Malaysia is located in Southeast Asia and has a tropical climate with warm weather all year round. It is geographically located outside the Pacific Ring of Fire which makes it comparatively free from certain rigorous crises found in neighboring countries.
Conversely, Malaysia is susceptible to natural hazards that include floods, forest fires, tsunami, cyclonic storms, landslides, epidemics, and haze. Also, the repercussion of climate change further increases the amount of climate related disasters that is considerably a peril to Malaysia’s health and development.
Malaysia is grouped among the middle income countries with an emerging multi-sector economy – with the country putting an assortment of efforts to improve their income status in the next few years. Further, the country persists on improving their domestic demand and setting boundaries on the country’s dependence on exports, however still considered as a vital part of the economy.
Malaysia has prepared a Five Year Malaysia Plan that corresponds to the country’s plan on economic development. It encompasses preparation to improve their agriculture and urban standing including their Disaster Risk Reduction (DRR) division.
The National Security Council (NSC) directs the disaster management in accord with the country’s Directive No. 20, the Policy and Mechanism on National Disaster Relief and Management. It also assists the activities that are executed by the Disaster Management and Relief Committee which covers various federal, state and local agencies.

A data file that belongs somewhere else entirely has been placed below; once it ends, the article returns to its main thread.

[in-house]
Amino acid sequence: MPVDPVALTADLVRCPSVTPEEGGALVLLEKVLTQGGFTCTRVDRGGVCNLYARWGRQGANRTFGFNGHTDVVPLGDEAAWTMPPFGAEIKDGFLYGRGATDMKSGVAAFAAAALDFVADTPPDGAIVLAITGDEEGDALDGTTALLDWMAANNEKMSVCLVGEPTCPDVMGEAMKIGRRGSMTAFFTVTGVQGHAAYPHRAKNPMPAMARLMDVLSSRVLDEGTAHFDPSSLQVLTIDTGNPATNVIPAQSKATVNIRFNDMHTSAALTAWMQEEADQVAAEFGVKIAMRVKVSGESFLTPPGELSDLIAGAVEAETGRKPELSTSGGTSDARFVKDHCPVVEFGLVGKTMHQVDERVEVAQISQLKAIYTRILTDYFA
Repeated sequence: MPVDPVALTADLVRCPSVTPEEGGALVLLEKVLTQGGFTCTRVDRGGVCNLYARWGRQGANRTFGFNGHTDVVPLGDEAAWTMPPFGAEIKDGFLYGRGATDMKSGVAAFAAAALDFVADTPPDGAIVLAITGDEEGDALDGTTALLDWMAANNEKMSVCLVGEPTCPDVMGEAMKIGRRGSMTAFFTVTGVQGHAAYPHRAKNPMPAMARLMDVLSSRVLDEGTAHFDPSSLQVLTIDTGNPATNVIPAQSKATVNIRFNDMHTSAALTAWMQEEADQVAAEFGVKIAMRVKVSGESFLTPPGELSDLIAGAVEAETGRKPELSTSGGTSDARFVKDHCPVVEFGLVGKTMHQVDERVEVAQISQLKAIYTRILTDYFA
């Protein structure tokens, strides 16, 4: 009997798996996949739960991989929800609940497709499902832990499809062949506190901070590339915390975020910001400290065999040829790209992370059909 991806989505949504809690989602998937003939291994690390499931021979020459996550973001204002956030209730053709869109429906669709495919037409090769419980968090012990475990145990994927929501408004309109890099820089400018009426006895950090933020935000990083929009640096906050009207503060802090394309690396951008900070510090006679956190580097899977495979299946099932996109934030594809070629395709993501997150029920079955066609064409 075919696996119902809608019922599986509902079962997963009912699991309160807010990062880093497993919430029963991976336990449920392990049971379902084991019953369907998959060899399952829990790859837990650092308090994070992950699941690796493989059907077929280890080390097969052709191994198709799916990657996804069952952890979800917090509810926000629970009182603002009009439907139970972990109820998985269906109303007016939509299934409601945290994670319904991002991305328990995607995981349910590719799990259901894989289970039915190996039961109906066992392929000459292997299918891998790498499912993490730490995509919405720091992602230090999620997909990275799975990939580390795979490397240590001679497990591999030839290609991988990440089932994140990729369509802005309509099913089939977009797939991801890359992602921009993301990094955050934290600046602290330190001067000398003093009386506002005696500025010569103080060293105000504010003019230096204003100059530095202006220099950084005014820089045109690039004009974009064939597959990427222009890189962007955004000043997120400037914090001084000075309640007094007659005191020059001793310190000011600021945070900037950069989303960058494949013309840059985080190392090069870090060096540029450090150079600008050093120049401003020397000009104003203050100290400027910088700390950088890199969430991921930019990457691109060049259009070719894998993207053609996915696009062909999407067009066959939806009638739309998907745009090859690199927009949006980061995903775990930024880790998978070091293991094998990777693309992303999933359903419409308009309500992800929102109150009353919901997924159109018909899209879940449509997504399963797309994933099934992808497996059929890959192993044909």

The NSC coordinates flood relief operations at various levels including the united measures of reducing flood damage and preventing loss of human life. Although still in progress, the government of Malaysia is working on a new National Disaster Management Agency that proposes a new legislation on disaster management.
The upcoming National Disaster Management Agency will manoeuvre the same operations as with the NSC. With Malaysia’s National Platform involving different stakeholders across the government and private divisions, resources to curtail risk factors were provided and a sustainable development became possible.
On the other hand, Malaysia’s Five Year Plan (2016-2020) aims to strengthen disaster risk management focusing on prevention, mitigation, preparedness, response and recovery.
The country puts valuable effort in developing its disaster management organization as well as its policies in order to be able to effectively respond with the budding and chronic disaster risks. It also seeks improvement in the Humanitarian Assistance and Disaster Relief (HADR) involvement.